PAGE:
Carolina was a Peruvian woman who inadvertently got involved in the drug trade. Like many women, Carolina got married and had three children with the dream of raising a happy and healthy family. Working conditions and opportunities were not good for the family, and they moved to Spain in search of a better life. Unfortunately, the new environment was not what the family expected—employment was not plentiful. Carolina naively accepted a job to travel to Peru to deliver a suitcase with unknown merchandise. At the airport, the police stopped her with the package of illegal contents and took her to the Chorrillos Annex Prison for Women in Lima, Peru.
Two months later, Carolina realized that she was pregnant and requested the jail provide medical attention. The prison had no health services and she did not have money for transportation to the state hospital. Through her ministry at the Chorrillos prison, Sister Lilma Calsin Collazos, CSC, was able to cover the transportation costs and get Carolina necessary healthcare. Sadly, the baby did not survive because of a tumor in Carolina’s stomach.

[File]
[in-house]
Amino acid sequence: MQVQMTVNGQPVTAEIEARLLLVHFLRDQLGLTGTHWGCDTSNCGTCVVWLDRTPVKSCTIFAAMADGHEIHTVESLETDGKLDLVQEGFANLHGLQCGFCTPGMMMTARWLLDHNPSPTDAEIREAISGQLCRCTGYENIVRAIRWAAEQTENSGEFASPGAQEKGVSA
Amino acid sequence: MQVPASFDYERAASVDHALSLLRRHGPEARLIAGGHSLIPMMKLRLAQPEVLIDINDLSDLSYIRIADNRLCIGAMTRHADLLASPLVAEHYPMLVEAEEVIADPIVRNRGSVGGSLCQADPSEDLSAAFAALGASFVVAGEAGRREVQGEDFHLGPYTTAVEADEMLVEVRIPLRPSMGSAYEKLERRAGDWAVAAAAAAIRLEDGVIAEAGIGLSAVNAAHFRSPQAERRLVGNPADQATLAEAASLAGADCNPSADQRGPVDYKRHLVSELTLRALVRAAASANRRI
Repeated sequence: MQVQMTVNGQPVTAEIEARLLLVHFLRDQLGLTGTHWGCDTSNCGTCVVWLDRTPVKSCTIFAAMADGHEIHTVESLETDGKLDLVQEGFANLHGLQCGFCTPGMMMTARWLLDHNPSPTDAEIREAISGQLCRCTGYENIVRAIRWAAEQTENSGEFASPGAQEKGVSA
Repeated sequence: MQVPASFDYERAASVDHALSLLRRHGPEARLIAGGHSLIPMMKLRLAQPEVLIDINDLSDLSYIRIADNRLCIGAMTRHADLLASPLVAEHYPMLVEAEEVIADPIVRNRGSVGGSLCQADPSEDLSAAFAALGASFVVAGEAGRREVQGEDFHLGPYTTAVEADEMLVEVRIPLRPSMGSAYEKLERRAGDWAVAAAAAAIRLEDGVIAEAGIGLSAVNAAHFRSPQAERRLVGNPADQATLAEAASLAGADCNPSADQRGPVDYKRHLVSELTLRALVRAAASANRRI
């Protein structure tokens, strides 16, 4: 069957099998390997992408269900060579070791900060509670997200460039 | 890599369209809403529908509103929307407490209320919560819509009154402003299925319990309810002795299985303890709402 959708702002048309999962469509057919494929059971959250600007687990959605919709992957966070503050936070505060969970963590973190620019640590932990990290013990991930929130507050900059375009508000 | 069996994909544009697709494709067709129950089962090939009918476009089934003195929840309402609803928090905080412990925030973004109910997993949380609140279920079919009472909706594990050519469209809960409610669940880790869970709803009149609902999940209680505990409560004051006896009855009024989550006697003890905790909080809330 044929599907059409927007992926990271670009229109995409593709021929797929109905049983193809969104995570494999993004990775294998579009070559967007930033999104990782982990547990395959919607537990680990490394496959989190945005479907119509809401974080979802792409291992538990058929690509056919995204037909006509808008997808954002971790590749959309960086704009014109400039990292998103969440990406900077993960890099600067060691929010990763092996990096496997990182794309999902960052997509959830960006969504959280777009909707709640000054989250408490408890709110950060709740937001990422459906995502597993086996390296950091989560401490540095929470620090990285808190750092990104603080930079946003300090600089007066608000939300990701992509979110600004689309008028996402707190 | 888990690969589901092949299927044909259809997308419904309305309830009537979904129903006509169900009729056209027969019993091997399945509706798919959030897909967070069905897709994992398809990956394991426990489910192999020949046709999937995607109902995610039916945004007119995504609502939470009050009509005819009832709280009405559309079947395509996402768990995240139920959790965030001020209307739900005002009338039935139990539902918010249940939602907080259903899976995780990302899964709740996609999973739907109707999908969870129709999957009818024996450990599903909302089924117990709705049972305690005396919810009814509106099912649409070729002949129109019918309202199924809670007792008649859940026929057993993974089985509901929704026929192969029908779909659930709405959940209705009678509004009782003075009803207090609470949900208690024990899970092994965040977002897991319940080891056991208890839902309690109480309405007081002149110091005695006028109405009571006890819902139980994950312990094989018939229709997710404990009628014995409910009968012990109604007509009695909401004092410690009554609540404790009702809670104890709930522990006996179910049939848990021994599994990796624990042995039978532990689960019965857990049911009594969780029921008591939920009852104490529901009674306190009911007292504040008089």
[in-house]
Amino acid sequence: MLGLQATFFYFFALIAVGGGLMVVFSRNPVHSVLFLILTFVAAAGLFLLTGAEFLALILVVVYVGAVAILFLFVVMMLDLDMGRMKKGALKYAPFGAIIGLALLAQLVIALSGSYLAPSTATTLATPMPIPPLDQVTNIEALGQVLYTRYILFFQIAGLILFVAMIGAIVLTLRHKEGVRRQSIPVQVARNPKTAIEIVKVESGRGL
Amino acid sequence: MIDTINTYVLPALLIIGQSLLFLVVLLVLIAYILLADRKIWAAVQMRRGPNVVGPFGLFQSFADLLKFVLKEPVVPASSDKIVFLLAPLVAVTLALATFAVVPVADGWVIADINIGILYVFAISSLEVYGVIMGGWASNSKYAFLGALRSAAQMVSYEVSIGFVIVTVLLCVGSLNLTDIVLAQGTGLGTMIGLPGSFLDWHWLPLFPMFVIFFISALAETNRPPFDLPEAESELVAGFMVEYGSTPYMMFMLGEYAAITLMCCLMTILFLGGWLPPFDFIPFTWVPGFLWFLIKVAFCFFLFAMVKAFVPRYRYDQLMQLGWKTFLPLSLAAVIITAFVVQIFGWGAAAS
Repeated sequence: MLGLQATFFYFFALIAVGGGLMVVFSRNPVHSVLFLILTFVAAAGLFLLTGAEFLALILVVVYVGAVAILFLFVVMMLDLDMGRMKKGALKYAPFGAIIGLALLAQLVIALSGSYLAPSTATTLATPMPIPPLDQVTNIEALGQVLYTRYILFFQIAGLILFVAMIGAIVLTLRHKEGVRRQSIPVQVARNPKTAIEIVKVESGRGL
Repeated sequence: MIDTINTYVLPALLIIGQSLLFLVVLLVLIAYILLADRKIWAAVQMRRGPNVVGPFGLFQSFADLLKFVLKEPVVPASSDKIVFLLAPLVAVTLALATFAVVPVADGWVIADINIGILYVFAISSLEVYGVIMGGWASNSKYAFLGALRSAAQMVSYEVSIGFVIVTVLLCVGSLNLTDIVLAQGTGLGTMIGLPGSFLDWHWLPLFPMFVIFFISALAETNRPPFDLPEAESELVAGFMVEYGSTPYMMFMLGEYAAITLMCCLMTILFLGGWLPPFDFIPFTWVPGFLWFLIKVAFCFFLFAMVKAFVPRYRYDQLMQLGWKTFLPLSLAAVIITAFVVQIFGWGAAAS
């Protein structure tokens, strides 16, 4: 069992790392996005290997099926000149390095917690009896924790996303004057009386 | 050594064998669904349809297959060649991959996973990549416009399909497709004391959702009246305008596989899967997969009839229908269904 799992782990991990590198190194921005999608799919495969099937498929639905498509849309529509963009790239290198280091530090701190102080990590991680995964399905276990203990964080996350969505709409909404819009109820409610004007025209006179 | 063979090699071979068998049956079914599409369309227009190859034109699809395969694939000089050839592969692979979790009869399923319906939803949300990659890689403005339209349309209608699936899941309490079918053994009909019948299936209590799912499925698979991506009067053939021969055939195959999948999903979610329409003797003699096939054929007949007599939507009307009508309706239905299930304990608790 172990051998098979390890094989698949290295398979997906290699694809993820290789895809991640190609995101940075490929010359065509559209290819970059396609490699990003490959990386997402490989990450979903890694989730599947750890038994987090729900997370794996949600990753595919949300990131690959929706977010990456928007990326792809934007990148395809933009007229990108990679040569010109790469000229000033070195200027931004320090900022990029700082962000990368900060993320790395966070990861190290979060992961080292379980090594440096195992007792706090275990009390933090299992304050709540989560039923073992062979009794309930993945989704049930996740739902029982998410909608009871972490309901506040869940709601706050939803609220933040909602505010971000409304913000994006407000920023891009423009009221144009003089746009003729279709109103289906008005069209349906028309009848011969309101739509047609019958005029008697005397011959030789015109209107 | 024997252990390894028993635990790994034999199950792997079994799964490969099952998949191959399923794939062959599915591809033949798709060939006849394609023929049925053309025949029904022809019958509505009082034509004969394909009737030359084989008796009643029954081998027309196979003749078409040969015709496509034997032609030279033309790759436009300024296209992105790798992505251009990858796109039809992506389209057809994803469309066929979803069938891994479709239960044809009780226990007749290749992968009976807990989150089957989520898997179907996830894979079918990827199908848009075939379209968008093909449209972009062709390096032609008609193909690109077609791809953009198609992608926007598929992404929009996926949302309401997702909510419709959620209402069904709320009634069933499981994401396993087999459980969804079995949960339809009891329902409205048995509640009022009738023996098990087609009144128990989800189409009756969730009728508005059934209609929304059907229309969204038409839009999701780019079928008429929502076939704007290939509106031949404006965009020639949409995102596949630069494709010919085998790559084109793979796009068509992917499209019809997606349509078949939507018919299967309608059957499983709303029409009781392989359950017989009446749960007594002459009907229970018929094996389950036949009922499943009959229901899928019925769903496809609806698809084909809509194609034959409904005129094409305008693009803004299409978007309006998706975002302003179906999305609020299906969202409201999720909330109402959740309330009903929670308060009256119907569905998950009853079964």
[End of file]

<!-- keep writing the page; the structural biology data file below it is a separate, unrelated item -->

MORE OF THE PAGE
The same day Carolina lost her son, the doctors discovered she had cancer, but did not tell her about the illness. For days she agonized with severe stomach pain and was told to rest and take painkillers for the discomfort. While trying to get her medical attention, Sister Lilma discovered that Carolina was terminally ill.
Sister Lilma and her volunteers began the humanitarian pardon process to return Carolina to Spain to be with family in her final days. After much effort the pardon was obtained, but Carolina died before boarding the plane—she never had the chance to say goodbye to loved ones.
Prison ministry journey
Providing care for women in prison like Carolina is the focus of Sister Lilma’s work as coordinator of the health ministry at the Chorrillos Annex Prison for Women for the past three years. Sister Lilma and three volunteers assess and manage the health care needs of each prisoner, providing basic health services to the women and their minor children.
“The main help [the women] need is to be recognized and valued as women, mothers and friends. The self-esteem of the women is very low, and they are mistreated in prison, [and experience] trampling on their dignity. Through the comprehensive health care service that we offer to the prison population, we [help] them recognize themselves as persons loved by God who are capable of achieving in life because they are creative and strong,” said Sister Lilma of her ministry.